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How to Debug Jetpack Compose Recomposition with Logging?

What is the best way to debug Jetpack Compose recomposition? Breakpoints in debugger, standard logging (i.e. Log.d) or do we need custom logging?

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Vincent Tsen
ยทFeb 24, 2023ยท

4 min read

How to Debug Jetpack Compose Recomposition with Logging?

Table of contents

  • Breakpoints in Debugger
  • Standard Logging
  • Custom Logging
  • Examples
  • Conclusion
  • Source Code

Recomposition in Jetpack Compose is a complex topic. It is complex because sometimes you have no idea why a certain function is recomposed, which is not what you expected based on your knowledge. Thus, you need to debug it.

Breakpoints in Debugger

Using breakpoints in a debugger first comes to my mind to debug recomposition. However, there are a few limitations to this approach.

  • It doesn't tell you recomposition scope information(i.e. $currentRecomposeScope- see below)

  • It doesn't keep track of how many recompositions have been occurred

Standard Logging

So to debug with logging, you use Log.d. It looks like this

Log.d("DebugRecomposition", "RecompositionExample() function scope")

But it missed one important piece of information, which doesn't tell the current recompose scope information. This information is important because different composable functions can still have the same recompose scope - see the explanation below.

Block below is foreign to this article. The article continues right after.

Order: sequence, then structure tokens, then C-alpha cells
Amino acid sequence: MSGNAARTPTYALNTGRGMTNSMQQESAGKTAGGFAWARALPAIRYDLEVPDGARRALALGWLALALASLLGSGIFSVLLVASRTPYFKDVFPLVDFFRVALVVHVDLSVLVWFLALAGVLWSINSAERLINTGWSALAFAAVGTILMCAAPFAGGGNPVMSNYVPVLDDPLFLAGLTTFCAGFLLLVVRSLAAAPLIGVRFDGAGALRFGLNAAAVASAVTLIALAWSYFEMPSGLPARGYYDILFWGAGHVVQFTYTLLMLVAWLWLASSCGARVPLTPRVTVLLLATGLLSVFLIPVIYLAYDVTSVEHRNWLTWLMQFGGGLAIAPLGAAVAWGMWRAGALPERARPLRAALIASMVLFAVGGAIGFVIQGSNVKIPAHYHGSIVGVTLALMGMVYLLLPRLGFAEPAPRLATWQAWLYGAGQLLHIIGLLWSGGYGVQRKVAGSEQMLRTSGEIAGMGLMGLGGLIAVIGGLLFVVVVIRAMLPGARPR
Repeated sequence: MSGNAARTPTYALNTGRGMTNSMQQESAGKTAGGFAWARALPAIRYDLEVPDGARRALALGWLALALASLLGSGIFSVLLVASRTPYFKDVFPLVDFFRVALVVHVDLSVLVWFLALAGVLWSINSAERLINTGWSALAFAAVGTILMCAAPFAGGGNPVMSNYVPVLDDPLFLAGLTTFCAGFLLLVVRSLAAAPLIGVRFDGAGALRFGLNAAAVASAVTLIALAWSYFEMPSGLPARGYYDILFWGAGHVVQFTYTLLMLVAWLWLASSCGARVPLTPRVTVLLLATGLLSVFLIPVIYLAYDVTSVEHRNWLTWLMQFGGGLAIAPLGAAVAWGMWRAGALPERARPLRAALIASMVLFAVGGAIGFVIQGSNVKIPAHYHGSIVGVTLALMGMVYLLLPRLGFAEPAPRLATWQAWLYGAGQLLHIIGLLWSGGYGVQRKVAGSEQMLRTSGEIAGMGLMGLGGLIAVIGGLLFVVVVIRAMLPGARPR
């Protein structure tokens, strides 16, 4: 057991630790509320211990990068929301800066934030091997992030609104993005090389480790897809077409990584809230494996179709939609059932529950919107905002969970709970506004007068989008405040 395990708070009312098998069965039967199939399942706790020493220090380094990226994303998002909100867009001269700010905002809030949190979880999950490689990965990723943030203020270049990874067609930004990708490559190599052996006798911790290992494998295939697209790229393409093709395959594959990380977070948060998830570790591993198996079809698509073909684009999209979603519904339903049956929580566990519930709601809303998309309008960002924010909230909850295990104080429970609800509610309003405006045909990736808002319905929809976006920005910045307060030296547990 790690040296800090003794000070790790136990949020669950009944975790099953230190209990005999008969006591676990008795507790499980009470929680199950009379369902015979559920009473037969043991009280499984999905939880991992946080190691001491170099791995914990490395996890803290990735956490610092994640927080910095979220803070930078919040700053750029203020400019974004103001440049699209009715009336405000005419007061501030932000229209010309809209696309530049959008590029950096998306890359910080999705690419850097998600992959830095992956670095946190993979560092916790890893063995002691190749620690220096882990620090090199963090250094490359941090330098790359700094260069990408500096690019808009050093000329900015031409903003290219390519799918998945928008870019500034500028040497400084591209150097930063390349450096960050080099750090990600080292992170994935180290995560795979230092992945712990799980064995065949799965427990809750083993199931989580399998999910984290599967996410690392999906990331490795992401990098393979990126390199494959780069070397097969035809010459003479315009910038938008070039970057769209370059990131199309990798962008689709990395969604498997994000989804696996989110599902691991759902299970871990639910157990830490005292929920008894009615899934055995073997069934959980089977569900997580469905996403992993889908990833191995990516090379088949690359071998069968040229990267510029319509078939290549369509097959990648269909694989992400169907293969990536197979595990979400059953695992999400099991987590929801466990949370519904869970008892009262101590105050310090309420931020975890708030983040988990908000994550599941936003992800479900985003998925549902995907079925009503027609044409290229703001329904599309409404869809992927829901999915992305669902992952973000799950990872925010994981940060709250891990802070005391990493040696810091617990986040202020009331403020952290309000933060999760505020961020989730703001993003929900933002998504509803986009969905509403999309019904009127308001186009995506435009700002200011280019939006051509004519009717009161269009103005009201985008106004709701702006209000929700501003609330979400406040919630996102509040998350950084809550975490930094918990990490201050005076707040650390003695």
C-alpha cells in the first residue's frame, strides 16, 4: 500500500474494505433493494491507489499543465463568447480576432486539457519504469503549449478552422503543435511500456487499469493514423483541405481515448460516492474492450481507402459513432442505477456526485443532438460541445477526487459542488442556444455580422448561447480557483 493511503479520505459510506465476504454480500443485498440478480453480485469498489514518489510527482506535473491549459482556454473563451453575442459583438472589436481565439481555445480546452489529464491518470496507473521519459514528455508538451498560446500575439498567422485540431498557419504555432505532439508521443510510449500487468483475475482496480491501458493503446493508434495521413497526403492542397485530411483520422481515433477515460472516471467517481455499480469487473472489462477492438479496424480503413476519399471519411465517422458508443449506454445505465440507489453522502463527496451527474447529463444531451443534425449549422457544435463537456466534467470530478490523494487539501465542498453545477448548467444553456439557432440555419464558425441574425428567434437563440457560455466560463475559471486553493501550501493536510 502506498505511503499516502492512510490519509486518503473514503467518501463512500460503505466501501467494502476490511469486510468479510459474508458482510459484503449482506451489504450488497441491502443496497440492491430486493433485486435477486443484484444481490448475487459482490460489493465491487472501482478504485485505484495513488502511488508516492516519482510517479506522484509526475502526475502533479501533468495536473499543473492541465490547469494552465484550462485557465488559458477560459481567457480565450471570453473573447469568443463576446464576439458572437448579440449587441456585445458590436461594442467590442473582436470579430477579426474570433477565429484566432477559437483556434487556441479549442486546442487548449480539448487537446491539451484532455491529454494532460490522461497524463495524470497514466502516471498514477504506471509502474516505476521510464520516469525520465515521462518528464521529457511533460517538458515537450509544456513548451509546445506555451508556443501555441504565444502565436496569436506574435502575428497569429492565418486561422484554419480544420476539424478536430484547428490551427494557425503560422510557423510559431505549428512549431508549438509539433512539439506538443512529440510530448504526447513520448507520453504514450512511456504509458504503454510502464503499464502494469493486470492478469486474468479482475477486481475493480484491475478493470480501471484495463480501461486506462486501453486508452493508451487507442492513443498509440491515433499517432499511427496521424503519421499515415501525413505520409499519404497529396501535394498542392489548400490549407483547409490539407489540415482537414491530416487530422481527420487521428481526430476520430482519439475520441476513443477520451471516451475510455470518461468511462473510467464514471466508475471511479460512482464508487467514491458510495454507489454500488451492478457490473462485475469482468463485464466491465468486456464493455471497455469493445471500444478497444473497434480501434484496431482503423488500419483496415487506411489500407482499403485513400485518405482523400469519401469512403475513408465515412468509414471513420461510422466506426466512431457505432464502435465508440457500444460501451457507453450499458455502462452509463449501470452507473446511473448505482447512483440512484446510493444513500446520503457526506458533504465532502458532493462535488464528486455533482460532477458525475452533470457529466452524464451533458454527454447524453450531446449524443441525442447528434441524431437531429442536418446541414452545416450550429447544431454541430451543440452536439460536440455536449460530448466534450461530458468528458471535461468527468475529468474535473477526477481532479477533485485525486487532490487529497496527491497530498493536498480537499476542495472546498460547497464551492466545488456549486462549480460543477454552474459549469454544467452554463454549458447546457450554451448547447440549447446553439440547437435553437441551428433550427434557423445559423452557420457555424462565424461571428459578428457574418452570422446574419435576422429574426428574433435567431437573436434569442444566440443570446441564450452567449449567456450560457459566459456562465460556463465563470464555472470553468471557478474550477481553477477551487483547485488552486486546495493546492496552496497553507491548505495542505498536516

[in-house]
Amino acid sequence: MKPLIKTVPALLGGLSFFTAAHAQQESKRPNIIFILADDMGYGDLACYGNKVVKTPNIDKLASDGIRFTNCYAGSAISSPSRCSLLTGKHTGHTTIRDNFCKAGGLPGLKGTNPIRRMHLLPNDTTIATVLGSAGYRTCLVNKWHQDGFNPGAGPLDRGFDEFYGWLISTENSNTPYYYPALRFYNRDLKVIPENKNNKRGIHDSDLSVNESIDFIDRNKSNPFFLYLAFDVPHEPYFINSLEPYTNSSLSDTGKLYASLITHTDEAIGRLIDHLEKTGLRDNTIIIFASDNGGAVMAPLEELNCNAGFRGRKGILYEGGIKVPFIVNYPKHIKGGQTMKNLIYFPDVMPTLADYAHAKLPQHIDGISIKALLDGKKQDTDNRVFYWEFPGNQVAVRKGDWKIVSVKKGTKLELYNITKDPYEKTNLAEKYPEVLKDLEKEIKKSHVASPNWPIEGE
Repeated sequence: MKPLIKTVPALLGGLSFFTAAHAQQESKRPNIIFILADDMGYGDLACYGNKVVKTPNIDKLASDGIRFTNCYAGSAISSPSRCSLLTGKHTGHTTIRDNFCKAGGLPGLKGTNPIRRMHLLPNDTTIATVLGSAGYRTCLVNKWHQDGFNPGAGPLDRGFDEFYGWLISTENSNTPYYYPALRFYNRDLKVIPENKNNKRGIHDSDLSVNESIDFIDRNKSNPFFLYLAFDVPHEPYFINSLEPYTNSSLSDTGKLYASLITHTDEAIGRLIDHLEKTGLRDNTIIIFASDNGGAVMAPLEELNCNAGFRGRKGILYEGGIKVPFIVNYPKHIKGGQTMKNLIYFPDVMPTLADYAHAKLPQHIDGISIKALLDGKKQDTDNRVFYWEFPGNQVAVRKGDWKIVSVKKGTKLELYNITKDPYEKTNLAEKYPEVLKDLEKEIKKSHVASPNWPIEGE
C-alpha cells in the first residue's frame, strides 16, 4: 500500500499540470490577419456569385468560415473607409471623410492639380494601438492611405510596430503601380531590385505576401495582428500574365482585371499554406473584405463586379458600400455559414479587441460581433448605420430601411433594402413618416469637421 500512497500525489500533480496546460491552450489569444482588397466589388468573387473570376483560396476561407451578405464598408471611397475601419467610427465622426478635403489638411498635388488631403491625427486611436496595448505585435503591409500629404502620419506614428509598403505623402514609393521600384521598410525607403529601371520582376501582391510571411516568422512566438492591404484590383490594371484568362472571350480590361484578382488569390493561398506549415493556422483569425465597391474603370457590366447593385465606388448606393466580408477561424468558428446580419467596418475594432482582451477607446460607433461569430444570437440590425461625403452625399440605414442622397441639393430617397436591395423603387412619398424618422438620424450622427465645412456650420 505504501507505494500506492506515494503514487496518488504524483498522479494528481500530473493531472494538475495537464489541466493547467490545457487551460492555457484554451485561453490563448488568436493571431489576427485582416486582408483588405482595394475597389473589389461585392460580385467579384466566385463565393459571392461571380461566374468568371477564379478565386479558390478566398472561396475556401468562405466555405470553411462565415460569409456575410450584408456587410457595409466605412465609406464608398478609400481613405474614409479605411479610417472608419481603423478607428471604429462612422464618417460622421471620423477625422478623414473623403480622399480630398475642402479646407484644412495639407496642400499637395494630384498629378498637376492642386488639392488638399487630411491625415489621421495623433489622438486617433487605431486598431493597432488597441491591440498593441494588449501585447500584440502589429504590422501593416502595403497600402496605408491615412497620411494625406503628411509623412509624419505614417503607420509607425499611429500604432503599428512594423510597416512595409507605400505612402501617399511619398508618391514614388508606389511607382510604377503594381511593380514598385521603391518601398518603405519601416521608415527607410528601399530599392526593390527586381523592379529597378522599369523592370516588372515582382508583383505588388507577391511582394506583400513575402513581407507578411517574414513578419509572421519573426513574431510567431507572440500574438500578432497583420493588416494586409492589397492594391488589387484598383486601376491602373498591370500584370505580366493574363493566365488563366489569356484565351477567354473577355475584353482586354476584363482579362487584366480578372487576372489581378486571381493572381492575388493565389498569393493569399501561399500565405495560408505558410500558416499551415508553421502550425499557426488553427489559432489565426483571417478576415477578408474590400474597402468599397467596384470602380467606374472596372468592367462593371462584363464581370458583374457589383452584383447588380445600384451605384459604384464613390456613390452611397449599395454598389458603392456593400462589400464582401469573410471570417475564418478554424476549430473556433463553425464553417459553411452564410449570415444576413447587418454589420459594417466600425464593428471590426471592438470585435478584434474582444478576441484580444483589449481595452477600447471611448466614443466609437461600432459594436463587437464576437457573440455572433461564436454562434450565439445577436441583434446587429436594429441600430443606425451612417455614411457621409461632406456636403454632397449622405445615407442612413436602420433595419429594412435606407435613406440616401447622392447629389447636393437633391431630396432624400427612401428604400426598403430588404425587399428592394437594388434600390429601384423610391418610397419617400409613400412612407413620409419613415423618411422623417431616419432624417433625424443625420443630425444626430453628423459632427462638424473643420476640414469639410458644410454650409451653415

To print this recompose scope information, you use $currentRecomposeScope. Now the logging looks like this

Log.d("DebugRecomposition", "RecompositionExample() function scope $currentRecomposeScope")

The log output looks like this:

D/DebugRecomposition: RecompositionExample() function androidx.compose.runtime.RecomposeScopeImpl@894fab8

This RecomposeScopeImpl@894fab8 is the unique ID for this recompose scope. If another composable function has the same unique ID, it means it also belongs to this same recompose scope.

Well, there is still one missing piece of information - the recomposition count. Technically, you still can manually count the log statement, but that is very troublesome and prone to error. Because of that, you need custom logging.

Custom Logging

I steal the custom logging code from this very good post about recomposition here, and I make a few modifications to it because I think some stuff is just unnecessary.

Here is the modified version:

class RecompositionCounter(var value: Int)

inline fun LogCompositions(tag: String, msg: String) {
    if (BuildConfig.DEBUG) {
        val recompositionCounter = remember { RecompositionCounter(0) }

        Log.d(tag, "$msg ${recompositionCounter.value} $currentRecomposeScope")
  • I renamed class Ref to class RecompositionCounterto better reflect it is the recomposition count

  • I removed SideEffect {} and moved the counter increment after the logging. I do not think we need SideEffect {}here.

  • I added $currentRecomposeScope as additional information which I think is important.

The inline is to ensure the parent who calls this composable function has the same composable function scope. In other words, when a parent is recomposed, this LogCompositions() function definitely will be called.